It is also based on the principles of social justice and equity, which includes equitable people-oriented development, derived from the recognition that adequate healthcare is an inalienable right of each person in Ghana, including those infected and affected by HIV and AIDS, STIs and also based on the assumption that appropriate legislation will be enacted and administrative guidelines made to complement the provisions in this policy.
2.1.2. Alignment with International Conventions and Protocols In addition, this policy takes account of international human rights conventions, treaties and protocols ratified by the Republic of Ghana. Commitments made and the goals agreed upon at various international fora that outlined the profound concerns about the devastating impact of HIV and AIDS, STIs on socio-economic development also have been taken into consideration. Strategic programmes of action and declarations for the response to the epidemic were also considered. These include: UN Convention on Economic, Social and Cultural Rights (1976); African Charter on Human and People’s Rights, which affirms the right to the highest attainable standard of health; Key actions for the further implementation of the Programme of Action of the International Conference on Population and Development adopted at the United Nations (UN) in Cairo on 13 September 1994, which for the first time agreed on specific goals for the reduction of HIV infection, especially among adolescents; Political Declaration and further action and initiatives to implement the Beijing Declaration and Platform for Action of 1995; Political Declaration and further action and initiatives to implement commitments made at the World Summit for Social Development, 1 July 2000 and the United Nations Millennium Declaration of 8 September 2000, which enjoined member countries to halt and begin to reverse the spread of HIV infection by 2015;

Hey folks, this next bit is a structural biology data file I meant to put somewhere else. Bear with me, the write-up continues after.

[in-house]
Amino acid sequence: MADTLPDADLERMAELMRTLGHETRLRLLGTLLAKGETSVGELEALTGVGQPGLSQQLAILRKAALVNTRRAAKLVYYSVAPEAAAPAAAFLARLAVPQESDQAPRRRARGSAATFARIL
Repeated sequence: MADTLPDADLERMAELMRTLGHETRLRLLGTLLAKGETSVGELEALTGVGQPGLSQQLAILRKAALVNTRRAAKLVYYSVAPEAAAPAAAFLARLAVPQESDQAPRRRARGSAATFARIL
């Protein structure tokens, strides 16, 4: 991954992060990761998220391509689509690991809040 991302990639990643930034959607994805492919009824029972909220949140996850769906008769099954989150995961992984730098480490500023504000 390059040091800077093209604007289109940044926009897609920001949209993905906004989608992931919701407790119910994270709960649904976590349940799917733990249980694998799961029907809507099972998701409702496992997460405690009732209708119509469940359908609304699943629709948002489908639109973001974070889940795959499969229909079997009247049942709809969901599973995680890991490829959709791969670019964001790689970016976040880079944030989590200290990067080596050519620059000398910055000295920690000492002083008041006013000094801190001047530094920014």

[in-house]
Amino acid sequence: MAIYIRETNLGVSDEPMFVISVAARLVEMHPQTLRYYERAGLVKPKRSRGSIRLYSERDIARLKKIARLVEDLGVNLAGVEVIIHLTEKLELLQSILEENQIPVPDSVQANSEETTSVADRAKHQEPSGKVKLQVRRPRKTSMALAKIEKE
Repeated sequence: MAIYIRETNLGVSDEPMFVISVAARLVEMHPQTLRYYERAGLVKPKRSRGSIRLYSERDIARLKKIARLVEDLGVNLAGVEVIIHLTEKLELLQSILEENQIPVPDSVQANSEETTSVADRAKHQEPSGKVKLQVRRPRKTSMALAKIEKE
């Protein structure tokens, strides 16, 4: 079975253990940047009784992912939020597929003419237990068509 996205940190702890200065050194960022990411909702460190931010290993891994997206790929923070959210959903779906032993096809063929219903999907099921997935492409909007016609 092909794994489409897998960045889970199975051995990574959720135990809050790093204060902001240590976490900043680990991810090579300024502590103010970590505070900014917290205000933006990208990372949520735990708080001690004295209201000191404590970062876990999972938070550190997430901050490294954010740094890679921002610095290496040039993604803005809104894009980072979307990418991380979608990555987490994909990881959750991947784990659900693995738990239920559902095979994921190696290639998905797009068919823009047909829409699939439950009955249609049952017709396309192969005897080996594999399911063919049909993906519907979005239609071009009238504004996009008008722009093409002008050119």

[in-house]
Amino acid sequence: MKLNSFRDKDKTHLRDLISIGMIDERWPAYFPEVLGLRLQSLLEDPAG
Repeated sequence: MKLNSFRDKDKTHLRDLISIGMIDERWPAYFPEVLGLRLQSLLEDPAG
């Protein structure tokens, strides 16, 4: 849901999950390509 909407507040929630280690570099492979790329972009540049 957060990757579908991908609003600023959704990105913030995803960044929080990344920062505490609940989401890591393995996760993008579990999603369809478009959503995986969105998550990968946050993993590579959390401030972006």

6 United Nations General Assembly Special Session on HIV and AIDS, June 2001; and Abuja Declaration on HIV/AIDS, Tuberculosis and other Related Infectious Diseases and the Abuja Framework for Action for the Fight Against HIV/AIDS, Tuberculosis and Other Related Infectious Diseases, 27 April 2001, which considered AIDS as a state of emergency in Africa. 2.1.3. Public Health and Human Rights This revised National HIV and AIDS, STI Policy is built on a foundation of public health safety and human rights as provided in the Public Health Act 2012 (Act 851) and the proposed HIV and AIDS Control and Prevention Law, which stipulates that: The highest attainable standard of physical and mental health is an inalienable right of each person in Ghana, including key and vulnerable populations at risk for or infected with HIV, other STIs, or tuberculosis; A human rights-based approach requires the education of the population on their rights and the establishment of systems for redress when rights are abused; A public health response is grounded on scientific evidence and international best practice and prioritises finite resources for individuals and interventions that will achieve the highest impact on HIV and AIDS; A public health response recognises the need to serve each individual, regardless of their risk or the source of infection; A public health response prioritises minimising harm and disease transmission and utilises judicial and legal approaches as mechanisms for referral to services rather than punishment; Social justice and equity—every person in Ghana is equal under the law; and Equitable, people-oriented development.